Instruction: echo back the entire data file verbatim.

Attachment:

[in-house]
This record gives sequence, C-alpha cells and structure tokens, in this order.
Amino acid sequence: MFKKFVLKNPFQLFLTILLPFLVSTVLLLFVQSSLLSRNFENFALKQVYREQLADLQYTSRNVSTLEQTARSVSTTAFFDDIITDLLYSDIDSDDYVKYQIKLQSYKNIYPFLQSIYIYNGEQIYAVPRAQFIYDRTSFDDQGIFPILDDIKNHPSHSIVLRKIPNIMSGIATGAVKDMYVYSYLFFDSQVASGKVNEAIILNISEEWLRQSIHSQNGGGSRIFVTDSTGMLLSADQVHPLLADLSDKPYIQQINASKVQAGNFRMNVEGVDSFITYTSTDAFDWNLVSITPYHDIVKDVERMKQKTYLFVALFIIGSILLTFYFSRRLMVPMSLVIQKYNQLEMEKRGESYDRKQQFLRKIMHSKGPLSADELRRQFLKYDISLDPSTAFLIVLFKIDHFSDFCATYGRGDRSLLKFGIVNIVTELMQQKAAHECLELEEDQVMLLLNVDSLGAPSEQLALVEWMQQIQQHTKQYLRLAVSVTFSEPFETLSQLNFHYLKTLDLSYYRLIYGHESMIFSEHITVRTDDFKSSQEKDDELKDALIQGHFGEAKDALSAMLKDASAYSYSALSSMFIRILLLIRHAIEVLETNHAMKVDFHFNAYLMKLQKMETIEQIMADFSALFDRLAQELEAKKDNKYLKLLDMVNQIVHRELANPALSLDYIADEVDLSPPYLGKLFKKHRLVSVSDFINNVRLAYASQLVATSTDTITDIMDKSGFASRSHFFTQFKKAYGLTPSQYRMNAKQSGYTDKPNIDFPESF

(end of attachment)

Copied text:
[in-house]
This record gives sequence, C-alpha cells and structure tokens, in this order.
Amino acid sequence: MFKKFVLKNPFQLFLTILLPFLVSTVLLLFVQSSLLSRNFENFALKQVYREQLADLQYTSRNVSTLEQTARSVSTTAFFDDIITDLLYSDIDSDDYVKYQIKLQSYKNIYPFLQSIYIYNGEQIYAVPRAQFIYDRTSFDDQGIFPILDDIKNHPSHSIVLRKIPNIMSGIATGAVKDMYVYSYLFFDSQVASGKVNEAIILNISEEWLRQSIHSQNGGGSRIFVTDSTGMLLSADQVHPLLADLSDKPYIQQINASKVQAGNFRMNVEGVDSFITYTSTDAFDWNLVSITPYHDIVKDVERMKQKTYLFVALFIIGSILLTFYFSRRLMVPMSLVIQKYNQLEMEKRGESYDRKQQFLRKIMHSKGPLSADELRRQFLKYDISLDPSTAFLIVLFKIDHFSDFCATYGRGDRSLLKFGIVNIVTELMQQKAAHECLELEEDQVMLLLNVDSLGAPSEQLALVEWMQQIQQHTKQYLRLAVSVTFSEPFETLSQLNFHYLKTLDLSYYRLIYGHESMIFSEHITVRTDDFKSSQEKDDELKDALIQGHFGEAKDALSAMLKDASAYSYSALSSMFIRILLLIRHAIEVLETNHAMKVDFHFNAYLMKLQKMETIEQIMADFSALFDRLAQELEAKKDNKYLKLLDMVNQIVHRELANPALSLDYIADEVDLSPPYLGKLFKKHRLVSVSDFINNVRLAYASQLVATSTDTITDIMDKSGFASRSHFFTQFKKAYGLTPSQYRMNAKQSGYTDKPNIDFPESF